How to Combat Obesity in Older Labradors

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Labradors are often a popular choice among dog owners with an active lifestyle; this breed is known for demanding plenty of activity, so they are often found outside running, playing Frisbee, and even swimming with their owners. They are also known for their sometimes ravenous appetites, which can lead to weight problems, especially in the later years. Injury or other diseases can also contribute to obesity due to lack of physical activity. Just as people battling obesity are prone to heart and respiratory problems, obese dogs are also at risk, so it is very important to learn how to combat obesity in older Labradors.

Healthy adult Labradors weigh between 55 and 75 pounds, with females weighing slightly less than males. Most healthy Labradors live 10 to 12 years, and in some cases, they can even live to 14 years. This breed usually reaches full maturity after about 3 years of age, so they will be especially active in these early years. Labradors are by nature one of the most active dog breeds, and as such, they have healthy appetites and require plenty of activity to balance their intake. They can become depressed when deprived of an outlet for their activity, so owners who are away from home for several hours throughout the day are recommended to get a dog run for their Labradors. Because of their activity levels, this breed is often predisposed to obesity, which is an essential point that any Lab owner should keep in consideration when choosing a dog.

Labradors are not picky eaters, which is one reason why it is not hard for them to become overweight. Owners who make a habit of feeding leftover table food to their Labs should keep this in mind; these dogs usually can and will eat whatever they are offered. If not carefully monitored, this can eventually make the dog overweight or even obese.

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The older a Labrador is, the more important it becomes to monitor its weight. Labradors are a very active breed with healthy appetites, so they tend to be predisposed to obesity. Usually, if it occurs, it will happen later in life as the dog ages and becomes less active. To prevent or reverse obesity in a Labrador, especially in the later years, careful monitoring of food intake and exercise if and when possible are the best ways to ensure a dog’s health.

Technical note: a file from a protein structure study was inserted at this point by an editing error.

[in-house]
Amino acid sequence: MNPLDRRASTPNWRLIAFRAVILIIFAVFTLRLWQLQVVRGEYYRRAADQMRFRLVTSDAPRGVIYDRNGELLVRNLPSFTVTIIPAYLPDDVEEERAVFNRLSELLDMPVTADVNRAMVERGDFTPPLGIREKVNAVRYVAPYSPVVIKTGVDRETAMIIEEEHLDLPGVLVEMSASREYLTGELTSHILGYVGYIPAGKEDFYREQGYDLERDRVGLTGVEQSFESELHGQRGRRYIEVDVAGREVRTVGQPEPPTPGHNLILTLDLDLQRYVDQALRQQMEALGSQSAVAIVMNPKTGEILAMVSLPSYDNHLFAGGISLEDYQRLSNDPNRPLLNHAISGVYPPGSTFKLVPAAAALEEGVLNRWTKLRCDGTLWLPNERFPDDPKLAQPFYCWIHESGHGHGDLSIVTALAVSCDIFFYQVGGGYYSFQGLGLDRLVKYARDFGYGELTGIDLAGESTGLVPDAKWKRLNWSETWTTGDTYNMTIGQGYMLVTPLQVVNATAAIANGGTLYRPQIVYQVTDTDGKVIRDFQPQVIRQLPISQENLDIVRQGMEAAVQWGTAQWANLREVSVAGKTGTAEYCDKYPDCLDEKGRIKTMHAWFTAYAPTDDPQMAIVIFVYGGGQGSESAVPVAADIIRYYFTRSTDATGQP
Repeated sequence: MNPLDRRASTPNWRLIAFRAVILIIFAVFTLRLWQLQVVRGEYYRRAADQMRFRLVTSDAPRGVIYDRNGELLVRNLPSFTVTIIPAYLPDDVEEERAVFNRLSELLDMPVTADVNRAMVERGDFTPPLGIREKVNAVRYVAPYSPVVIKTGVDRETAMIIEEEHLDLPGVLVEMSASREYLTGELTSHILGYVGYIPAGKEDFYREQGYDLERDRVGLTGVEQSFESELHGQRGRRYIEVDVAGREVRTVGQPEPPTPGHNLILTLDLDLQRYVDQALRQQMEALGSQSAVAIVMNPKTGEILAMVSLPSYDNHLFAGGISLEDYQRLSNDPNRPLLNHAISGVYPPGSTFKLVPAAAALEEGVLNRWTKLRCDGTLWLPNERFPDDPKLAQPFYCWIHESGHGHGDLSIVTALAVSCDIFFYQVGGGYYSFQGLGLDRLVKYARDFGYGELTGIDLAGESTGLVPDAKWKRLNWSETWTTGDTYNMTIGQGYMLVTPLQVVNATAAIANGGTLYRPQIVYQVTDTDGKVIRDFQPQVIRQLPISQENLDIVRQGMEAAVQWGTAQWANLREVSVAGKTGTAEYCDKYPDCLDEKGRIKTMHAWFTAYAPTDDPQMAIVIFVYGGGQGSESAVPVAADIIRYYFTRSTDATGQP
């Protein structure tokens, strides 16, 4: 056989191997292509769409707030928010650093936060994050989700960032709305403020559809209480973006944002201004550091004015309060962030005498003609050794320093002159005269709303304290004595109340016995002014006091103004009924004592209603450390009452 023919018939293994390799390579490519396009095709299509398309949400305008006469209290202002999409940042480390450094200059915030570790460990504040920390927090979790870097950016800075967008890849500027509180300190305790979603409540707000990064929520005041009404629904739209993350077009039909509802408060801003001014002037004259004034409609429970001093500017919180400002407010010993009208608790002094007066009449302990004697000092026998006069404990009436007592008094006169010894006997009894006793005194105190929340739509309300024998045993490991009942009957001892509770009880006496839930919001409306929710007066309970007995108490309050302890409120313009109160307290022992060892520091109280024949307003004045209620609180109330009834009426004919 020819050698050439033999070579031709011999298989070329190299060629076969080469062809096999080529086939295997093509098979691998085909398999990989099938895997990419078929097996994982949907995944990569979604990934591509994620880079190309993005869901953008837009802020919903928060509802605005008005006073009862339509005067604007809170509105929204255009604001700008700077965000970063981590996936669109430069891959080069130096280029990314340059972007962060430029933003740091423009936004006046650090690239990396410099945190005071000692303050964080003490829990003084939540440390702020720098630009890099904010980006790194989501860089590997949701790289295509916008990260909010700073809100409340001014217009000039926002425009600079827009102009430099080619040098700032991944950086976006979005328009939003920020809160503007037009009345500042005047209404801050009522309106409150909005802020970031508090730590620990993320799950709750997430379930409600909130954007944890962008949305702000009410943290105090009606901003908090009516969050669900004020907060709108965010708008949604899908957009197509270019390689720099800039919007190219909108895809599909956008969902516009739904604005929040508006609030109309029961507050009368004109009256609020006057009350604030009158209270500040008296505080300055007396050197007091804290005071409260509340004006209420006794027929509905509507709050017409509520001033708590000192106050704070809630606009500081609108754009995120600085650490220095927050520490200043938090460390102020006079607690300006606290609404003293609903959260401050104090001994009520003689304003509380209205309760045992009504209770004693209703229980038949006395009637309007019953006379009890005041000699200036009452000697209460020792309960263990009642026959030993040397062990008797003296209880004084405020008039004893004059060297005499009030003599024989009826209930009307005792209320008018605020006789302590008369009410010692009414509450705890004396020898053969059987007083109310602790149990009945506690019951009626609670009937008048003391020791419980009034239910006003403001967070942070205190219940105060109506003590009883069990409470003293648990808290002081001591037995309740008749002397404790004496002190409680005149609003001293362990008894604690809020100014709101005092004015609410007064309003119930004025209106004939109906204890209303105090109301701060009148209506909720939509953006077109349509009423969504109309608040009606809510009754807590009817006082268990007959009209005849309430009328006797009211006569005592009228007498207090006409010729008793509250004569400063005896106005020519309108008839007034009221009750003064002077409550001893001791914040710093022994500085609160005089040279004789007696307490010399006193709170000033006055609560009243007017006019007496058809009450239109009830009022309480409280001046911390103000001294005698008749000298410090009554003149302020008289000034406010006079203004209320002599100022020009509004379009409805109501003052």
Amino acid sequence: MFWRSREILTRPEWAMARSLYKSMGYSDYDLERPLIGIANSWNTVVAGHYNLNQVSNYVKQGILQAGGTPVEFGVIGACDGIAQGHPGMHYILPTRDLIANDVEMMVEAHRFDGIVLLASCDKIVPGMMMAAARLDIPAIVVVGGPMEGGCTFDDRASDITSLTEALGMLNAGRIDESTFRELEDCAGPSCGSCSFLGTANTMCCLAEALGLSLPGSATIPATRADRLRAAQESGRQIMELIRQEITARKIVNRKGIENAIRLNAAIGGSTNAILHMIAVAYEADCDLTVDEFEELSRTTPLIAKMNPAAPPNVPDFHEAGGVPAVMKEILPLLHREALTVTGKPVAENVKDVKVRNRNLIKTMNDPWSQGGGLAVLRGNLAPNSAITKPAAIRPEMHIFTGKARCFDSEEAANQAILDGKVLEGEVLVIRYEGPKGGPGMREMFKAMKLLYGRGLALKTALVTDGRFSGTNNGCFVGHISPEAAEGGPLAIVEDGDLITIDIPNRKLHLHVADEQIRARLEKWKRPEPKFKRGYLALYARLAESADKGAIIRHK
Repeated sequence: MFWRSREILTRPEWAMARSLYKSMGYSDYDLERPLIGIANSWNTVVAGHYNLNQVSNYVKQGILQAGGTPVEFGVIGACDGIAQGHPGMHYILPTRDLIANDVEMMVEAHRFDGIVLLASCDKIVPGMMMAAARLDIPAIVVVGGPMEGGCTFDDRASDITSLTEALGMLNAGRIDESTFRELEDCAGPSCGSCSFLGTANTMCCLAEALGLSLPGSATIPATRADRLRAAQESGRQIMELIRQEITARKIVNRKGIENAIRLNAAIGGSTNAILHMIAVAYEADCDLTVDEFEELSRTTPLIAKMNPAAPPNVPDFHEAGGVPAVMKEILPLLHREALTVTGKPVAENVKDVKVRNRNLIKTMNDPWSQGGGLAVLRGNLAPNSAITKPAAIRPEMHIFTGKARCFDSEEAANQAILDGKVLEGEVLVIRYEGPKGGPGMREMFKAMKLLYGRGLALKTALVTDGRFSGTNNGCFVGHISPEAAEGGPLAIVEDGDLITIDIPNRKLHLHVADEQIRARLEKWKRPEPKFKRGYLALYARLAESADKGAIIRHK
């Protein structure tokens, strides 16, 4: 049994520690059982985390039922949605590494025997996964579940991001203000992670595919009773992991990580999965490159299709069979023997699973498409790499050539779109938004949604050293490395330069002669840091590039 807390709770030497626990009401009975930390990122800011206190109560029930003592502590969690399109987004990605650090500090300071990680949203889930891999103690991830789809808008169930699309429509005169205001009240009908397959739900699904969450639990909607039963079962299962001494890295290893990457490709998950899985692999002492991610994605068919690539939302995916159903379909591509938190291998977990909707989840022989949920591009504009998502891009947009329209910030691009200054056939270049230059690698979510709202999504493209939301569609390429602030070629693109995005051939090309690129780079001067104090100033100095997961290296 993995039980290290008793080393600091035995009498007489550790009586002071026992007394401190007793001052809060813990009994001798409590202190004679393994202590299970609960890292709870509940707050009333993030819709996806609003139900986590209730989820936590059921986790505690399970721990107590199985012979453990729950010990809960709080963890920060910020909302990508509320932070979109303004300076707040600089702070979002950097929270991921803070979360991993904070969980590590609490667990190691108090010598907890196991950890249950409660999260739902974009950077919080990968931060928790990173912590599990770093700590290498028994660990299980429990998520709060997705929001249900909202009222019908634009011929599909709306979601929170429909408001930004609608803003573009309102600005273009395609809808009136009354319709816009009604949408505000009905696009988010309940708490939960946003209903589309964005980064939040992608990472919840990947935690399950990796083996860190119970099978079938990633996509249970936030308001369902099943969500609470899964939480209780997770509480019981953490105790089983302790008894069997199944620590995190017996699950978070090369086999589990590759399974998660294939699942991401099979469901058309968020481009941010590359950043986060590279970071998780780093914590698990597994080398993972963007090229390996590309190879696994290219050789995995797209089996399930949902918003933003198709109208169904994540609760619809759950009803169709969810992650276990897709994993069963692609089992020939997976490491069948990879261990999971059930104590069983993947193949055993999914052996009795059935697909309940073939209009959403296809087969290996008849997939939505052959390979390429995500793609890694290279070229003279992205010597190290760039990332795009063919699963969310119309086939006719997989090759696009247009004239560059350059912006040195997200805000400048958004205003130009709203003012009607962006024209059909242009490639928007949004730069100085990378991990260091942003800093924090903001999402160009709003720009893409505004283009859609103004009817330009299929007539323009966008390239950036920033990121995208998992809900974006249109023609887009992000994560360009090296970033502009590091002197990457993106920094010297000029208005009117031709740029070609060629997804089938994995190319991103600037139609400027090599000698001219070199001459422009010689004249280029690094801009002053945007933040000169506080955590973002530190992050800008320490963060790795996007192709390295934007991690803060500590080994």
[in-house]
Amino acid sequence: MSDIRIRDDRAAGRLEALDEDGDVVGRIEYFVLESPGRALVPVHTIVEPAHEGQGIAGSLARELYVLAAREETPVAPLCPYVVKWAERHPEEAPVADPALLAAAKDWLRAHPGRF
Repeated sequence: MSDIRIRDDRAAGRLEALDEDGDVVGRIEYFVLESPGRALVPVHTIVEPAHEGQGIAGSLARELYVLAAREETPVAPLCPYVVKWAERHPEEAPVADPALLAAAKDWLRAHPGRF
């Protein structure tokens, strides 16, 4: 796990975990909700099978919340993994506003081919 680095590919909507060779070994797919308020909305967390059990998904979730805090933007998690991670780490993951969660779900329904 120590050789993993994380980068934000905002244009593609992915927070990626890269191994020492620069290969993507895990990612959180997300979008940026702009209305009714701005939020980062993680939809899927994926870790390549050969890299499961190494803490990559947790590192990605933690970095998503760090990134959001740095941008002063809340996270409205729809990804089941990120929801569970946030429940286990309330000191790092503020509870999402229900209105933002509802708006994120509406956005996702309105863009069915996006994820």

Another factor that can cause obesity in Labradors is injury or disease. As dogs age, they are prone to arthritis and other degenerative disorders, and when their activity levels drop off, they can easily become overweight if their intake is not monitored. These disorders can sometimes lead to obesity; to prevent a snowballing of health problems as the dog ages, it is crucial to have the dog scheduled for regular veterinary visits so the vet can recommend a proper diet according to the dog’s age, activity level, and health status.

If the Lab is injured and cannot burn off extra food intake with exercise, the best way to combat obesity is through proper diet. If the problem is severe, it will even require the owner to actually track calorie intake for the dog.

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Comments (2)

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  1. […] writer…yes. As the owner of two Labradors under the age of three, I have come to realize that exercise is essential to a happy dog as well as a happy owner. I am part of the 70% of dog owners who believe […]

  2. Mike says:

    Thank you so much for writing this post.

    As people have gotten more and more obese over the last decade, so have our pets. I saw a statistic that said that 45% of dogs that visit the vet nowadays are obese.

    Bringing attention to dog obesity is important, but so is letting owners know that the power is in their hands to improve their pet’s health.

    Thanks again.